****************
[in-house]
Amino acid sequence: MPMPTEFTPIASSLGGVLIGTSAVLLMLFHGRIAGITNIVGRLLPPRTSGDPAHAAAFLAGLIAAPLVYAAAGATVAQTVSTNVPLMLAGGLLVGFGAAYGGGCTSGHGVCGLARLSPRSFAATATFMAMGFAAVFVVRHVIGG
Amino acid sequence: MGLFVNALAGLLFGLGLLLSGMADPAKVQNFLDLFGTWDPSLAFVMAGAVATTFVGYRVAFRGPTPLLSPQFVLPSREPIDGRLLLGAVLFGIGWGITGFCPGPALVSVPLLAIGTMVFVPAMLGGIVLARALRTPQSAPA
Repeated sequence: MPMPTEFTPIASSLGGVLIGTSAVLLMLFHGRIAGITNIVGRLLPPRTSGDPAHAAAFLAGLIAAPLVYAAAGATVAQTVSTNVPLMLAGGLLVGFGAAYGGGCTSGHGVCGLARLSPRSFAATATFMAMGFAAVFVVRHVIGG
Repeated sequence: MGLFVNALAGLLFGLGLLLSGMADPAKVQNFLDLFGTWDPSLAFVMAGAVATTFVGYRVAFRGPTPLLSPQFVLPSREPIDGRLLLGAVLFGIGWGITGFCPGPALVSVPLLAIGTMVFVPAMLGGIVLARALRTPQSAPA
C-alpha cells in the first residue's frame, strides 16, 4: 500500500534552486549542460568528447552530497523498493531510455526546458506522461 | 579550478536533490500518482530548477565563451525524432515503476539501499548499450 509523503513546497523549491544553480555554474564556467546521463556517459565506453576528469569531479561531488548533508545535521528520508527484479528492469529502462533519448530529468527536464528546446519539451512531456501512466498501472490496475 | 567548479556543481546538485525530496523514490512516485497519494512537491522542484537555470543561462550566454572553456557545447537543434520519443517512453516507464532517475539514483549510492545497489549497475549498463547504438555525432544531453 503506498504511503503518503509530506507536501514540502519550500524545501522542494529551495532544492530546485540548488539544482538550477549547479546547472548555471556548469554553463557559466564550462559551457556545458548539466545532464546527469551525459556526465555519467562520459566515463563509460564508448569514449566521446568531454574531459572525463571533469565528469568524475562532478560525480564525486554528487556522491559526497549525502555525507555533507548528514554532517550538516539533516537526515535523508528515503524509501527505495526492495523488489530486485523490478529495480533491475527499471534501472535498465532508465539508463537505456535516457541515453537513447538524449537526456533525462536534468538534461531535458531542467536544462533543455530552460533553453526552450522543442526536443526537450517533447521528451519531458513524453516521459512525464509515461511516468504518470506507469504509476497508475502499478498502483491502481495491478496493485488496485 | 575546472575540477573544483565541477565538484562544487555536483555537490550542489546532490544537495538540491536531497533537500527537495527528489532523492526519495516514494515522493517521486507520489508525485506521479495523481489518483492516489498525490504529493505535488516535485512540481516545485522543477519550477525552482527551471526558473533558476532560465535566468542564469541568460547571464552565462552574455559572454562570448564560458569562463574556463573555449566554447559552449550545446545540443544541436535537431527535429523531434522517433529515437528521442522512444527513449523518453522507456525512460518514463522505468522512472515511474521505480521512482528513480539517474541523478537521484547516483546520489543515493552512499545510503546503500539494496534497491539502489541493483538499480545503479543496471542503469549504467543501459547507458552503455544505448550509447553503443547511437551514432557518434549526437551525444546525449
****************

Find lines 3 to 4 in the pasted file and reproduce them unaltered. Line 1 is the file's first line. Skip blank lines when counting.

Amino acid sequence: MGLFVNALAGLLFGLGLLLSGMADPAKVQNFLDLFGTWDPSLAFVMAGAVATTFVGYRVAFRGPTPLLSPQFVLPSREPIDGRLLLGAVLFGIGWGITGFCPGPALVSVPLLAIGTMVFVPAMLGGIVLARALRTPQSAPA
Repeated sequence: MPMPTEFTPIASSLGGVLIGTSAVLLMLFHGRIAGITNIVGRLLPPRTSGDPAHAAAFLAGLIAAPLVYAAAGATVAQTVSTNVPLMLAGGLLVGFGAAYGGGCTSGHGVCGLARLSPRSFAATATFMAMGFAAVFVVRHVIGG